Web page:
360-3 Gene-Based Modeling of Common Bean Flowering Time (Phaseolus vulgaris L.) with Non-Linear Response to Temperature and Day Length.
Wednesday, October 25, 2017: 10:05 AM
Marriott Tampa Waterside, Florida Salon V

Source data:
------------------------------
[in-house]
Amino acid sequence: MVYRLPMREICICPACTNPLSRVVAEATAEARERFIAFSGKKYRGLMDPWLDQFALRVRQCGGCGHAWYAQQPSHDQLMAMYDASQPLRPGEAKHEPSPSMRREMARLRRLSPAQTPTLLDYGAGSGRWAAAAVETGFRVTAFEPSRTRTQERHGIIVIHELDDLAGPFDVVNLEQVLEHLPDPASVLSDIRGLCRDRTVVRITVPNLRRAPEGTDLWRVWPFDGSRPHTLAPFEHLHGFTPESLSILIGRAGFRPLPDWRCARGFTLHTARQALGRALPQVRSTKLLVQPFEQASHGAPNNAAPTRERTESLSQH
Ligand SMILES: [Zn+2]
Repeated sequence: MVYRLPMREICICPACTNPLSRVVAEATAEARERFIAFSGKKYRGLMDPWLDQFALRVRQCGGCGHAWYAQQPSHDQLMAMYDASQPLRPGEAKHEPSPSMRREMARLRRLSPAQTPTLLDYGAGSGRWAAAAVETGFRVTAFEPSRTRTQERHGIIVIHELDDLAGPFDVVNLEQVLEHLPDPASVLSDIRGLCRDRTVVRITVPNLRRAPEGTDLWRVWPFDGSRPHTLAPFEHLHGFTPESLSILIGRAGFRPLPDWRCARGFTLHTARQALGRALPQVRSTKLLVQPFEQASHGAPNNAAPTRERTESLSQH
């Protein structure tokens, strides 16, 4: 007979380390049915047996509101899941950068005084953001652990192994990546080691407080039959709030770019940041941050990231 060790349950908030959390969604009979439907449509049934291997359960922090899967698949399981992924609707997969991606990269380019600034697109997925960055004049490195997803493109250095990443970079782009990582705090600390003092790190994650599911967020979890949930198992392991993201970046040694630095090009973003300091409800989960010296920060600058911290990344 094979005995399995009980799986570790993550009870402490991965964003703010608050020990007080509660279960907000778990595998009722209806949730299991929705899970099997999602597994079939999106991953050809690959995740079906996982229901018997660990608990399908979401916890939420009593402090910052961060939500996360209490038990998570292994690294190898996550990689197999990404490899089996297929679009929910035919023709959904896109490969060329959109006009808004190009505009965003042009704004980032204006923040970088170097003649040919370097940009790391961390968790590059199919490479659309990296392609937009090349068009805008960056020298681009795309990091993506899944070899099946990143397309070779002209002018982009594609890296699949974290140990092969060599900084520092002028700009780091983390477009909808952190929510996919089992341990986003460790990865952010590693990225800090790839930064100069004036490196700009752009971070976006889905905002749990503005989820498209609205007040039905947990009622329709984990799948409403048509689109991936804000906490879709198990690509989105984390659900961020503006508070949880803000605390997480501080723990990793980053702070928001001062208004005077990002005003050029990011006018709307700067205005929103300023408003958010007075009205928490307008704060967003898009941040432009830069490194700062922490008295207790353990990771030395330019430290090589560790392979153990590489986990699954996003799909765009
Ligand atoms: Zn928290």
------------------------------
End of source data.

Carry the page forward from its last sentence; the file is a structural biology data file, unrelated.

Crop models that integrate genetic, environment (E) and management information to predict crop growth and development in targeted environments are needed to help plant breeders design new cultivars adapted to climate change. A challenge to building these models is the difficulty of integrating genetic components into non-linear models of environmental plant responses. The goal of this project was to develop a model to predict flowering time of common bean (Phaseolus vulgaris L.) as affected by genetics (quantitative trait loci, QTLs), environmental responses, and QTL x E interactions. The model estimates flowering time by using a well-established approach where the daily product of the maximum rate of progress (α) toward an event, temperature (Ft), and photoperiod (Fpp) functions are integrated until a threshold value is met. Here, photoperiod and temperature responses were estimated with piecewise linear functions. To convert this model into gene-based model, 12 QTLs for flowering were first identified through composite interval mapping on data from 171 recombinant inbred (RI) genotypes at five sites (Citra, FL; Palmira and Popayan, Colombia; Isabela, Puerto Rico; and Prosper, North Dakota). Then, the model parameters for Ft and Fpp were calculated as linear equations of relevant QTLs. The estimated median optimal temperature of growth for the population was 21.4 °C, while median photoperiod sensitivity was estimated to be -0.025 [hr-1]. Model evaluation with an independent dataset of the 2 parents and 7 RILs grown in Palmira, Colombia showed reliable predictions for time to anthesis (RMSE = 3.74 days from emergence). This modelling approach demonstrates the benefits of using gene-based models as a framework for analyzing genotype to phenotype responses.